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    Re: If CCD rendering can be achieved with CMOS where are the examples?

    Well, I tried and failed to match the scene colors between both sensor types in either Sony IDC or LR5. Very different results between these converters by the way.
    I still shoot with Sony a100 (CCD) and a850 (CMOS). I'd prefer a100 colors for portraits when developing RAW in LR since red channel is more accurate in a100 compared to an over saturated one in a850 (Adobe Standard profile). I barely feel any need in color adjustment for skin tones with a100, but almost every single file from a850 requires it.
    I have neither CCD nor CMOS medium format experience though. Sony's MF sensor looks promising based on the 645Z RAW files. I'm surprised there're no direct CCD vs CMOS comparisons between Phase or Hasselblad backs with RAW files available for download...

    If anyone has time to play with CCD/CMOS color balancing, here are two RAW files, shot with the same lens, on a100 and a850 in a crop mode. Click on the image to download a RAW.


    CCD



    CMOS

    I think we need to bring more image samples to this discussion.

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    Re: If CCD rendering can be achieved with CMOS where are the examples?

    Quote Originally Posted by Malina DZ View Post
    Well, I tried and failed to match the scene colors between both sensor types in either Sony IDC or LR5. Very different results between these converters by the way.


    If anyone has time to play with CCD/CMOS color balancing, here are two RAW files, shot with the same lens, on a100 and a850 in a crop mode.[/url]

    Well
    I don't think it's very easy to match the colour between any two cameras. Whatever their sensor type; so that your inability to match the colours between these two says nothing about the difference between CCD and CMOS just that those cameras are different.

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    Re: If CCD rendering can be achieved with CMOS where are the examples?

    ... okay we need so see sample: Enclosed four pictures, some CCD, some CMOS. Now, which is what, what's your guess? (only two cameras/sensors)
    I tried to match as well as possible the skin tone in acr, I took the pics within half an hour at quite the same light.
    I kept the files in ProPhotoRGB for good gamut/skin tone reproduction, be aware that your browser must be able to show this profile correctly.

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    Re: If CCD rendering can be achieved with CMOS where are the examples?

    What I have seen is that the more controlled the conditions are the less differences I see.

    Generate a colour profile for each sensor, include a grey card for white balance and little difference I will see.

    Best regards
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    Quote Originally Posted by jonoslack View Post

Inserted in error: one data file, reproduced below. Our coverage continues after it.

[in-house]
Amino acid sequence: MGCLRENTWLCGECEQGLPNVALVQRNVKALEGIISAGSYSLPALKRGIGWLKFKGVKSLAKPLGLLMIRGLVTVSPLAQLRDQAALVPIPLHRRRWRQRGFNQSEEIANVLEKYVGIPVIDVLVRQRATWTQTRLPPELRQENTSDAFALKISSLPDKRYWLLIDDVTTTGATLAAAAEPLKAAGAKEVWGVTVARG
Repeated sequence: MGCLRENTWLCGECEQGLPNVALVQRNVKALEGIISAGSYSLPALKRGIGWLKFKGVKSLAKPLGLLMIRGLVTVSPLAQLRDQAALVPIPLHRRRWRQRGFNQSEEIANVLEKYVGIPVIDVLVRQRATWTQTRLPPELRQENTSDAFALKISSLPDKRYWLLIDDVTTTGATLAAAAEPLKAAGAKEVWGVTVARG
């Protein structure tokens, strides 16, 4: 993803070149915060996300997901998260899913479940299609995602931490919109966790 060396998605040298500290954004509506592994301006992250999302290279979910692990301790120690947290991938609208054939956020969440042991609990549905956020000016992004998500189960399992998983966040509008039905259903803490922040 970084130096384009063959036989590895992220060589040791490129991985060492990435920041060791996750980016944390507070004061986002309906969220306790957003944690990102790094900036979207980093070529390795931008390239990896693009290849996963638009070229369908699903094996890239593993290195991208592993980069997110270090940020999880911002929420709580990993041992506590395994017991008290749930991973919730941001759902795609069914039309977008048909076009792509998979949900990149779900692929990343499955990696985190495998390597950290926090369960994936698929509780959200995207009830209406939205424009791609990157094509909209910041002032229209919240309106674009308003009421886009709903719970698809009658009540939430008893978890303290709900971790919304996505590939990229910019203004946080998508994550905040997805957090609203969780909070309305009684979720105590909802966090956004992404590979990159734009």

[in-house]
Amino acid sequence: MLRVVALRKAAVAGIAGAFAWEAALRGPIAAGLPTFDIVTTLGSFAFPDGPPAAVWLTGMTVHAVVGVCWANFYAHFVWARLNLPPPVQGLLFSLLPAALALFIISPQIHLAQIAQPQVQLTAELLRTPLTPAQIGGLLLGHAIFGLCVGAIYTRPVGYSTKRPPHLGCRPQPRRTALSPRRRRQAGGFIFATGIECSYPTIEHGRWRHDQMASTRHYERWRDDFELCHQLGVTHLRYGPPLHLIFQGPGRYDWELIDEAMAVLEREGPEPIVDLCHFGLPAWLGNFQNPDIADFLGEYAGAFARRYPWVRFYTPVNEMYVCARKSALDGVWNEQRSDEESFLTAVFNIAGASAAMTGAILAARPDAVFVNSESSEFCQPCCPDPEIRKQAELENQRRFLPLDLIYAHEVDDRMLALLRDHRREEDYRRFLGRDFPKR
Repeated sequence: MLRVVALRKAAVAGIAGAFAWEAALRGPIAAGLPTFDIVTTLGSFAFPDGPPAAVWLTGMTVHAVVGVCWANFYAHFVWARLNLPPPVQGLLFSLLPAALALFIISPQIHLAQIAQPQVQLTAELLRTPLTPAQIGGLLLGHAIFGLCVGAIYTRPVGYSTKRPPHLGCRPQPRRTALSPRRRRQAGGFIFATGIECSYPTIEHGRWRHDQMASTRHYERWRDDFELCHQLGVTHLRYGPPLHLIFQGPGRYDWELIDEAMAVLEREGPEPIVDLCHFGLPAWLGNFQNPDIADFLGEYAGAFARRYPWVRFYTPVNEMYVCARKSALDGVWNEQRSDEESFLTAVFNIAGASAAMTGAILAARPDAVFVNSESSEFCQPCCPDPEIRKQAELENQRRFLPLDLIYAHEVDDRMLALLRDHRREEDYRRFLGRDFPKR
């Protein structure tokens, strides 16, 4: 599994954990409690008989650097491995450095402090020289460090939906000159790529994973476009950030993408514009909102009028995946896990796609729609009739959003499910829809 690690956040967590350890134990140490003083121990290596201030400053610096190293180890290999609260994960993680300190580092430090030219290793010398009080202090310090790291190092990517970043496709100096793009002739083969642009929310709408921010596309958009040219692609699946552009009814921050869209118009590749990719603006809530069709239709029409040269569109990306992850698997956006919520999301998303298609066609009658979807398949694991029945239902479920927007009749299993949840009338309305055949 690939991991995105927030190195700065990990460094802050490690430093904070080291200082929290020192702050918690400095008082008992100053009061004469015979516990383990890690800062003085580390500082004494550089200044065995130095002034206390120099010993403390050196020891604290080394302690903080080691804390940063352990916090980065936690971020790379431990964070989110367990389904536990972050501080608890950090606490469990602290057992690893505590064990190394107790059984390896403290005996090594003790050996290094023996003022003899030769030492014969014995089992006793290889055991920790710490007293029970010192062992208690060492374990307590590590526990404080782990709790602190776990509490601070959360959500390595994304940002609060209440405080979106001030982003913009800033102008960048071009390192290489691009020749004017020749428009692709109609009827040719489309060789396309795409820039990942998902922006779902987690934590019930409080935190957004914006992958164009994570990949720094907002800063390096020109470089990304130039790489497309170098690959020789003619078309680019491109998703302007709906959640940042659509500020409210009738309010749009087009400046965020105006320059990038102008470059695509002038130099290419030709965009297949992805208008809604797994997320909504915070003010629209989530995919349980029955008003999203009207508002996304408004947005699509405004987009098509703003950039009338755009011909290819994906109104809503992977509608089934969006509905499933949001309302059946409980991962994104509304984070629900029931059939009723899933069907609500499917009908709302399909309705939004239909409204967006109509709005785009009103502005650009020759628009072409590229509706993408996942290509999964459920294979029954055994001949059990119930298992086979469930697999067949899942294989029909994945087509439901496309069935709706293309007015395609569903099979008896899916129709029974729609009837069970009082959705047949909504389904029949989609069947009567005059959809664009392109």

Well
    I don't think it's very easy to match the colour between any two cameras. Whatever their sensor type; so that your inability to match the colours between these two says nothing about the difference between CCD and CMOS just that those cameras are different.

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    Re: If CCD rendering can be achieved with CMOS where are the examples?

    Actually I am wondering why the sensor type should have anything to do with the color precision/quality of the picture because both CCD and CMOS sensors only "see" the amount of light, no colors. The colors come from the Bayer pattern RGB filter in front of the sensor, so that filter should be the only color effecting part of the sensor, or am I wrong?

    Btw, samples 1+3 = Fuji X-T1 + XF 56f1.2 @ f2, samples 2+3 = Contax 645 + IQ180 + 140f2.8 @*f2.8.

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    Senior Member ErikKaffehr's Avatar
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    Re: If CCD rendering can be achieved with CMOS where are the examples?

    Thanks for the nice demo and the info.

    Best regards
    Erik

  49. #49
    Member Jay Emm's Avatar
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    Re: If CCD rendering can be achieved with CMOS where are the examples?

    There's a word missing in this thread. The C-word actually.

    I've never had a CUSTOMER won or lost (to my knowledge) on my use of CCD over CMOS, or vice versa.
    Likes 1 Member(s) liked this post

  50. #50
    Workshop Member Wayne Fox's Avatar
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    Re: If CCD rendering can be achieved with CMOS where are the examples?

    Quote Originally Posted by chrismuc View Post
    Actually I am wondering why the sensor type should have anything to do with the color precision/quality of the picture because both CCD and CMOS sensors only "see" the amount of light, no colors. The colors come from the Bayer pattern RGB filter in front of the sensor, so that filter should be the only color effecting part of the sensor, or am I wrong?

    Btw, samples 1+3 = Fuji X-T1 + XF 56f1.2 @ f2, samples 2+3 = Contax 645 + IQ180 + 140f2.8 @*f2.8.
    I think it's a little more complicated, because the dyes used to create the filters in front of each sensel affect rendering. So yes, the basic electronics just measure photon count, but which photon's get through which filter can be quite different between sensors based on the dyes and the density of the dyes.

    (prob not a ccd vs cmos thing though)
    Last edited by Wayne Fox; 26th October 2014 at 15:22.